An imported vegetable product is the most likely source of the Cyclospora outbreak that has sickened people in Iowa, Nebraska, Texas and other states, according to the Iowa Department of Public Health (IDPH). The department continues to receive reports of confirmed cases of Cyclospora infection, but the numbers are decreasing. The focus now is interviewing victims of the outbreak and analyzing the data to pinpoint the food product that made so many people sick.
“Through interviews with those who have been ill and by mapping the onset of illness (mid-June), we have a very good indication the source of contamination was most likely a vegetable that has probably already been consumed or discarded (because of the limited shelf life of fresh produce),” said IDPH Medical Director, Dr. Patricia Quinlisk. The department noted that the suspected vegetable product was not grown in an Iowa garden or commercial field.
Cyclospora is most common in tropical and subtropical regions. In the United States, all foodborne outbreaks of cyclosporiasis since the mid-1990s have been linked to various types of imported fresh produce. The U.S. imports a variety of vegetables, including lettuce, onions, asparagus, broccoli, cucumbers and tomatoes. Olive products, which are also imported, are generally not considered vegetables.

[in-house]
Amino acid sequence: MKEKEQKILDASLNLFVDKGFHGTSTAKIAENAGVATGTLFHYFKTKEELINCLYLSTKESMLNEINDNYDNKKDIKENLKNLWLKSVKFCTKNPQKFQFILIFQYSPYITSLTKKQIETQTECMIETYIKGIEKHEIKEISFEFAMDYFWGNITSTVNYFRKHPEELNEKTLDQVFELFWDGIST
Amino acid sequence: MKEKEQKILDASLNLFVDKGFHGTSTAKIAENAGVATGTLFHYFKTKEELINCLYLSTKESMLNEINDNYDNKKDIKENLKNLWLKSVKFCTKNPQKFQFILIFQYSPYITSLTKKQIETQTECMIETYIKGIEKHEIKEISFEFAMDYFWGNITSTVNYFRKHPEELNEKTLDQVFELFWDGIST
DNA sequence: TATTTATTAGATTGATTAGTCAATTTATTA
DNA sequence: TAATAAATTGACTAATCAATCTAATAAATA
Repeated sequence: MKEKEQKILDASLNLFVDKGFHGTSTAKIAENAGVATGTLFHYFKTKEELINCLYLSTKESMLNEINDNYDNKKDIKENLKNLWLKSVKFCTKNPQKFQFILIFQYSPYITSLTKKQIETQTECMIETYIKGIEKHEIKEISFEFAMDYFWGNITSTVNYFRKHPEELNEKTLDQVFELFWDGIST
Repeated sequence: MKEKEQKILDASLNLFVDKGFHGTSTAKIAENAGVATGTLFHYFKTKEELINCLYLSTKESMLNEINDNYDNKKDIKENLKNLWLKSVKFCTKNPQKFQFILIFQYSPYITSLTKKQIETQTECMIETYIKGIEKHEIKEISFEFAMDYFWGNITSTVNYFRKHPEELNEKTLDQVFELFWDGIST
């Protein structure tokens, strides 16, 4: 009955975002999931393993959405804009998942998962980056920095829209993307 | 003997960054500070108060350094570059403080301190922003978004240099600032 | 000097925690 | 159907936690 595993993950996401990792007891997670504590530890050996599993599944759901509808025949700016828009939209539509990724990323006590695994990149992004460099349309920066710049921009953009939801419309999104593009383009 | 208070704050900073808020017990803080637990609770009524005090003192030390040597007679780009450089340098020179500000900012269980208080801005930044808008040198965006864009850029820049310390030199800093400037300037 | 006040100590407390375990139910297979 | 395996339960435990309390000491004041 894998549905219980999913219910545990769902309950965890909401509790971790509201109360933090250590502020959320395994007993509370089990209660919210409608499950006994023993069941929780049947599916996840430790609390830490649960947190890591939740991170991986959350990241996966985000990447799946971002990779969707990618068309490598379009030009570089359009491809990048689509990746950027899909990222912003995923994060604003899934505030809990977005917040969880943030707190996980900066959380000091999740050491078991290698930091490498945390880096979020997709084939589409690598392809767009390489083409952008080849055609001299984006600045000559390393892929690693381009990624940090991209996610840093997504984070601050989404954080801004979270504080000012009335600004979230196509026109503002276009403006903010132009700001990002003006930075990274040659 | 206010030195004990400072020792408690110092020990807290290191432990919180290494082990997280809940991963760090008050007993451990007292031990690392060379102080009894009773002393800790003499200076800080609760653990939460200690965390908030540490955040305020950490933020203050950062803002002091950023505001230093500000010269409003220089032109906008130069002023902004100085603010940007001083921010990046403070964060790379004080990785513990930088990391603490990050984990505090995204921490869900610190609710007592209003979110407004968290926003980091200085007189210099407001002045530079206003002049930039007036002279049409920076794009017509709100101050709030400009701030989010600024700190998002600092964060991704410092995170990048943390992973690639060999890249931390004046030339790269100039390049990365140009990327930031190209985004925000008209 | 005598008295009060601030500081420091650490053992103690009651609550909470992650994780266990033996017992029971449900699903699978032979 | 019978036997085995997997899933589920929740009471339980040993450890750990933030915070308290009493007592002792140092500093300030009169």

As of July 18, 2013, 102 cases of Cyclospora infections have been reported to IDPH, including: Linn County – 34 cases; Polk County – 9 cases; Pottawattamie County – 8 cases; Dallas County – 5 cases; Black Hawk County – 4 cases; Woodbury County – 4 cases; Boone County – 4 cases; Fayette County – 3 cases; O’Brien County – 3 cases; Buchanan – 3 cases; Webster County – 3 cases; Dubuque – 3 cases; Mills County – 2 cases; Des Moines County – 2 cases; Benton County – 1 case; Keokuk County – 1 case; Monona County – 1 case; Butler County – 1 case; Lucas County – 1 case; Poweshiek County – 1 case; Winneshiek County – 1 case; Johnson County – 1 case; Montgomery County – 1 case; Iowa County – 1 case; Van Buren County – 1 case; Story County – 1 case; Cedar County – 1 case; Dickinson County – 1 case; and Plymouth County – 1 case.
At least six people have been hospitalized. Many people report still being ill with diarrhea and some have had relapses. The Cedar Rapids area has been hardest hit, and there are also a significant number of cases in Des Moines, Sioux City and Waterloo.